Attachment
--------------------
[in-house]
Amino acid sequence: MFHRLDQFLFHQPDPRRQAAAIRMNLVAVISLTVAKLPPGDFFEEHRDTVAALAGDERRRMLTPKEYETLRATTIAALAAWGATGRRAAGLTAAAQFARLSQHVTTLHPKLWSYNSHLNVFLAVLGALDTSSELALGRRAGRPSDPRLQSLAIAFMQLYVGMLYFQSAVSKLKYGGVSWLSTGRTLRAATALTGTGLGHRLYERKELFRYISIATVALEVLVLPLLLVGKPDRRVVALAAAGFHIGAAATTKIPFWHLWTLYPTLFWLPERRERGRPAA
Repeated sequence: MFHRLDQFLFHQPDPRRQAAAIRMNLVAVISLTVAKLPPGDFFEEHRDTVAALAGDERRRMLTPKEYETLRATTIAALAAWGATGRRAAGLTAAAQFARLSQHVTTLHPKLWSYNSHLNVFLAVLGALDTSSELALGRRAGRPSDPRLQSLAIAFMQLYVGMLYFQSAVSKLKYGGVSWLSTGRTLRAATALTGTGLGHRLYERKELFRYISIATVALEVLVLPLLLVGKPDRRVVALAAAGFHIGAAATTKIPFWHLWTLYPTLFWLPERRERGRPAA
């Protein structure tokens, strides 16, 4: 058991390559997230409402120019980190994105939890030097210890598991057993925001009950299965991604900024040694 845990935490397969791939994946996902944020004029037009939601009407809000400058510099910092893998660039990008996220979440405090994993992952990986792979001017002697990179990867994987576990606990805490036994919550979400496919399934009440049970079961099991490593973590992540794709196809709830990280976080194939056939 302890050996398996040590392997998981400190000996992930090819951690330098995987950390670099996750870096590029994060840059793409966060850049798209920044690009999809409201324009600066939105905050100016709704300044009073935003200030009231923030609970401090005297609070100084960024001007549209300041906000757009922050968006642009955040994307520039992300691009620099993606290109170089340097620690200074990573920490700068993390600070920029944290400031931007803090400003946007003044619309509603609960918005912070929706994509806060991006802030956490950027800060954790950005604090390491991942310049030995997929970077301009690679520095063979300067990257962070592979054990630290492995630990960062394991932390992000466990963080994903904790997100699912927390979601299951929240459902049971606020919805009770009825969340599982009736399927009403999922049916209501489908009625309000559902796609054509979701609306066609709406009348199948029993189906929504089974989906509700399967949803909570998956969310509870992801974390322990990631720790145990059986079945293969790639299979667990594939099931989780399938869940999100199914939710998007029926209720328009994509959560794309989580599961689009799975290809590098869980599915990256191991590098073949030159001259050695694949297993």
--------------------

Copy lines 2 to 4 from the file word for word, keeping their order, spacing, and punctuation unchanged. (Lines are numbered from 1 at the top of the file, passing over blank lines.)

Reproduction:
Amino acid sequence: MFHRLDQFLFHQPDPRRQAAAIRMNLVAVISLTVAKLPPGDFFEEHRDTVAALAGDERRRMLTPKEYETLRATTIAALAAWGATGRRAAGLTAAAQFARLSQHVTTLHPKLWSYNSHLNVFLAVLGALDTSSELALGRRAGRPSDPRLQSLAIAFMQLYVGMLYFQSAVSKLKYGGVSWLSTGRTLRAATALTGTGLGHRLYERKELFRYISIATVALEVLVLPLLLVGKPDRRVVALAAAGFHIGAAATTKIPFWHLWTLYPTLFWLPERRERGRPAA
Repeated sequence: MFHRLDQFLFHQPDPRRQAAAIRMNLVAVISLTVAKLPPGDFFEEHRDTVAALAGDERRRMLTPKEYETLRATTIAALAAWGATGRRAAGLTAAAQFARLSQHVTTLHPKLWSYNSHLNVFLAVLGALDTSSELALGRRAGRPSDPRLQSLAIAFMQLYVGMLYFQSAVSKLKYGGVSWLSTGRTLRAATALTGTGLGHRLYERKELFRYISIATVALEVLVLPLLLVGKPDRRVVALAAAGFHIGAAATTKIPFWHLWTLYPTLFWLPERRERGRPAA
């Protein structure tokens, strides 16, 4: 058991390559997230409402120019980190994105939890030097210890598991057993925001009950299965991604900024040694 845990935490397969791939994946996902944020004029037009939601009407809000400058510099910092893998660039990008996220979440405090994993992952990986792979001017002697990179990867994987576990606990805490036994919550979400496919399934009440049970079961099991490593973590992540794709196809709830990280976080194939056939 302890050996398996040590392997998981400190000996992930090819951690330098995987950390670099996750870096590029994060840059793409966060850049798209920044690009999809409201324009600066939105905050100016709704300044009073935003200030009231923030609970401090005297609070100084960024001007549209300041906000757009922050968006642009955040994307520039992300691009620099993606290109170089340097620690200074990573920490700068993390600070920029944290400031931007803090400003946007003044619309509603609960918005912070929706994509806060991006802030956490950027800060954790950005604090390491991942310049030995997929970077301009690679520095063979300067990257962070592979054990630290492995630990960062394991932390992000466990963080994903904790997100699912927390979601299951929240459902049971606020919805009770009825969340599982009736399927009403999922049916209501489908009625309000559902796609054509979701609306066609709406009348199948029993189906929504089974989906509700399967949803909570998956969310509870992801974390322990990631720790145990059986079945293969790639299979667990594939099931989780399938869940999100199914939710998007029926209720328009994509959560794309989580599961689009799975290809590098869980599915990256191991590098073949030159001259050695694949297993």